When you’re preparing to pay for college, it can feel like piecing a patchwork quilt together. If you’re like most students, you’ll need to supplement your savings and scholarship money by taking out some student loans. Here’s a brief introduction to the student loan options available to help fund your education.

Federal Student Loans

Several different kinds of federal loans are offered to students and their parents. Federal loans offered directly to students generally do not require a credit history or cosigners and they have fixed interest rates. Details on each of these loans can be found on the Federal Student Aid website.

  • Federal Perkins Loan: A federal loan program that operates in cooperation with individual colleges, where the college is providing the loan. It is dependent on the student’s financial need and the college’s funds available to students.
  • Direct Subsidized Loan: Offered to students who show financial need, these loans do not charge you any interest while you are in school at least half-time.
  • Direct Unsubsidized Loan: These loans don’t require you to show financial need, and they are available in larger amounts than subsidized loans.
  • Direct PLUS Loan: These are federal loans offered to your parents, so that they can help you pay for school. There is no financial need requirement, but the borrower has to have good credit history.

Private Student Loans

Many students find that federal loans do not cover all the costs of attending college and will supplement them with private loans. Private student loans may be offered by your university as well as by state agencies, banks, and credit unions. They may have fixed or variable interest rates and a variety of repayment terms, so it’s a good idea to shop around. Getting the best rates is dependent on factors such as credit history or whether there will be a cosigner or not.

  • School Lending: Your school may offer you a private loan as part of your financial aid package. These loans often have good interest rates, but are not available in large amounts.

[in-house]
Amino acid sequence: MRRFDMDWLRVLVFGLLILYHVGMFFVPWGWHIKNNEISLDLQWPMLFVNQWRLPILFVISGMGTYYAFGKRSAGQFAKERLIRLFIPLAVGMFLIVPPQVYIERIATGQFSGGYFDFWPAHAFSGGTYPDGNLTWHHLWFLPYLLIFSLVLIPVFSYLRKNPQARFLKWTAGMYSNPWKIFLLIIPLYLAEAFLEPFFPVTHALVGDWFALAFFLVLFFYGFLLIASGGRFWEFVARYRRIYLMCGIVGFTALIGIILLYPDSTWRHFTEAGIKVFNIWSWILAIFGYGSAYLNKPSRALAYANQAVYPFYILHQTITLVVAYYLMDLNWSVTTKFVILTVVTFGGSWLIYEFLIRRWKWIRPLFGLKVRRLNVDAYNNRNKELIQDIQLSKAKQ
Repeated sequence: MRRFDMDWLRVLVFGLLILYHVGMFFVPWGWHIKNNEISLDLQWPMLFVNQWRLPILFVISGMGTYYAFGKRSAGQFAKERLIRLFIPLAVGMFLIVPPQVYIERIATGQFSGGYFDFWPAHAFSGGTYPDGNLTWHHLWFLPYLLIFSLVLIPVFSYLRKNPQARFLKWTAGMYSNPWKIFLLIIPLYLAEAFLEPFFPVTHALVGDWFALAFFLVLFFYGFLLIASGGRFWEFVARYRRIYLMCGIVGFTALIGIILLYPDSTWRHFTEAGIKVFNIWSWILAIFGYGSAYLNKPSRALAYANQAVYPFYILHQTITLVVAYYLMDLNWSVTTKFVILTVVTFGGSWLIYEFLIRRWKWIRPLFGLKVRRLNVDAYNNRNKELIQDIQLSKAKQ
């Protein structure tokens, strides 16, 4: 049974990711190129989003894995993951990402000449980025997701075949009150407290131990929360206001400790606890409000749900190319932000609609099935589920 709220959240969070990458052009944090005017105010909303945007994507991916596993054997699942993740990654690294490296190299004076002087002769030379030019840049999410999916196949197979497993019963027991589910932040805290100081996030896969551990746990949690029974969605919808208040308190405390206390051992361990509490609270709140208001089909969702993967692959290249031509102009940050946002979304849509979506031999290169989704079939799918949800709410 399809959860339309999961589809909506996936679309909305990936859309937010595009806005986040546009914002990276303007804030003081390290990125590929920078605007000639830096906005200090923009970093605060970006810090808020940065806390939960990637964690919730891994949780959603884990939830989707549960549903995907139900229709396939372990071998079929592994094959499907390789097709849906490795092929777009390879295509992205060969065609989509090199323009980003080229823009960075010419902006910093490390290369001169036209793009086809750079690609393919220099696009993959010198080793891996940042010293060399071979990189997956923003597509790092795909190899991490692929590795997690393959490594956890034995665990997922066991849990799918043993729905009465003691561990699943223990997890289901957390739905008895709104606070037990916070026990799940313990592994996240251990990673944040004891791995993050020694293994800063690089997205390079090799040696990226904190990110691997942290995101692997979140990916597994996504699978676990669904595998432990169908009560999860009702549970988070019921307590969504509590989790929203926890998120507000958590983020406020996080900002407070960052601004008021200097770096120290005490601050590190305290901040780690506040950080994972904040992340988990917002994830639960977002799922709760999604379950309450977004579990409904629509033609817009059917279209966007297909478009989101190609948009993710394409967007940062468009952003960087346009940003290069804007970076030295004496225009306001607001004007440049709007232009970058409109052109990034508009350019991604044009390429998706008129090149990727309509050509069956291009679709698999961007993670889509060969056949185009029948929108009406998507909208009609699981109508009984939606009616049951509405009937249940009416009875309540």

• State Agencies: Each state has its own financial resources available to college students who are residents of that state. Sometimes the state will repackage federal loans under different terms, or offer loans especially for students planning to enter certain careers.
  • Large National Banks: These bank loans may mean higher interest rates and less flexible repayment terms. Banks also require certain income and credit levels, so a cosigner is usually needed.
  • Credit Unions and Community Banks: Because credit unions are not-for-profit organizations, they can offer lower interest rates than traditional banks — sometimes even less than half the bank’s rate. Community banks are also more willing to lend money at lower rates. They can also help with refinancing and consolidating other loans you’ve already taken out.

We offer private student loans through a network of community banks and credit unions. Check out our private student loans page to learn more.

Please note that the information provided on this website is provided on a general basis and may not apply to your own specific individual needs, goals, financial position, experience, etc. LendKey does not guarantee that the information provided on any third-party website that LendKey offers a hyperlink to is up-to-date and accurate at the time you access it, and LendKey does not guarantee that information provided on such external websites (and this website) is best-suited for your particular circumstances. Therefore, you may want to consult with an expert (financial adviser, school financial aid office, etc.) before making financial decisions that may be discussed on this website.